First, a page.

What NOT to feed your dog
We, humans, have complete control over our diet and we are mindful of things that are harmful or toxic to us. We can choose what, where, and when to eat but our pets don't have this choice. So as pet parents, it's our responsibility to ensure our dogs' health and well-being through a healthy and balanced diet. But what is a healthy and balanced diet? We may think that a food that's healthy for us, such as avocado, would make a healthy treat for our dogs, but there are many toxic "human" foods that can harm our pets. It's up to us to keep these foods away from them and provide them with a nutritious diet for their overall well-being.
1. Grapes and raisins
Can cause renal impairment. Even small quantities can be harmful.
Contains theobromine and some amounts of caffeine, both of which are methylxanthines that are toxic to dogs. The darker the chocolate, the higher the toxic dose.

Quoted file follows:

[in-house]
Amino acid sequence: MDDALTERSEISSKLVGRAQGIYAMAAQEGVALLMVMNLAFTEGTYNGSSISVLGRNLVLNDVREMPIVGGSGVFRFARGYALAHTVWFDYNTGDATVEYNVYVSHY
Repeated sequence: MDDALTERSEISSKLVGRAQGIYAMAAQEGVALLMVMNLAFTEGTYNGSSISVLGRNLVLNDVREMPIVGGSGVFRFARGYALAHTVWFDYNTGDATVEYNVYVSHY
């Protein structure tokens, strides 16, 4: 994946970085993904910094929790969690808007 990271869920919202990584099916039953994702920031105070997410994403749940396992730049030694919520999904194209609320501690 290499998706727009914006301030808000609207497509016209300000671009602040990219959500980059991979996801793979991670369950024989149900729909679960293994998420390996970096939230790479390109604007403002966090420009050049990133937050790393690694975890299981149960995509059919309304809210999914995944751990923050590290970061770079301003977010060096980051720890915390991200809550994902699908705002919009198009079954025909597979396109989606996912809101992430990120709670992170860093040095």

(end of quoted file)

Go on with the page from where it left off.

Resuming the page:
Can result in caffeine poisoning.
4. Macadamia nuts
Contain cyanogenic glycosides that are toxic.
5. Allium spp. (onions and garlic)
Contain thiosulfate, which can cause oxidative hemolysis of RBCs and result in anemia. Onions are more toxic than garlic.
Contain a substance called persin, which can cause dyspnoea, and pulmonary oedema.
7. Raw meat diets
Not recommended for dogs, especially in Indian conditions of meat handling and processing due to the presence of potential pathogens that can be harmful to pets or handlers.
8. Apple seeds
Should never be allowed to be ingested.
9. Mango seeds/corn cob
Can cause major intestinal obstruction risk.
Contain solanine, a toxic substance that can cause digestive upset, nervous system depression, and even heart failure in dogs if ingested in large quantities.
2. Citrus fruits
Contain citric acid and volatile oils, which can irritate a dog's digestive system and cause vomiting and diarrhea.
3. Foods with a high glycaemic index
Like corn, wheat, processed treats
4. Dairy products are often associated with food
Related allergies in canines, especially impacting the skin. Additionally, since many dogs are lactose intolerant, non-fermented milk products can often cause digestive disturbances and should be avoided.
Can cause digestive problems such as vomiting, diarrhea, and bloating. Dogs can tolerate small amounts of wheat and grains in their diet but may do better on a grain-free or limited-ingredient diet.